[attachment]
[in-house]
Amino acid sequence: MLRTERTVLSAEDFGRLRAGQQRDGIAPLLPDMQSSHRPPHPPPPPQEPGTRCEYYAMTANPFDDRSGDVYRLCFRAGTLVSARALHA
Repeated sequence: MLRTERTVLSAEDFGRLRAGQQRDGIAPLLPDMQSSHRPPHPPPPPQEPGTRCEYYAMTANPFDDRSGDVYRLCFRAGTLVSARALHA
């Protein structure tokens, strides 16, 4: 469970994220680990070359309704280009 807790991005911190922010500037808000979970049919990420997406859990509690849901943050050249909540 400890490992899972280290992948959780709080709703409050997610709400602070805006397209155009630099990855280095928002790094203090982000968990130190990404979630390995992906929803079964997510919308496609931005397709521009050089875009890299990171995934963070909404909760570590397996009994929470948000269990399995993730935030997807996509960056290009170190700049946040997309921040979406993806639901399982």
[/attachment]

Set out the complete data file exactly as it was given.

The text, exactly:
[in-house]
Amino acid sequence: MLRTERTVLSAEDFGRLRAGQQRDGIAPLLPDMQSSHRPPHPPPPPQEPGTRCEYYAMTANPFDDRSGDVYRLCFRAGTLVSARALHA
Repeated sequence: MLRTERTVLSAEDFGRLRAGQQRDGIAPLLPDMQSSHRPPHPPPPPQEPGTRCEYYAMTANPFDDRSGDVYRLCFRAGTLVSARALHA
């Protein structure tokens, strides 16, 4: 469970994220680990070359309704280009 807790991005911190922010500037808000979970049919990420997406859990509690849901943050050249909540 400890490992899972280290992948959780709080709703409050997610709400602070805006397209155009630099990855280095928002790094203090982000968990130190990404979630390995992906929803079964997510919308496609931005397709521009050089875009890299990171995934963070909404909760570590397996009994929470948000269990399995993730935030997807996509960056290009170190700049946040997309921040979406993806639901399982």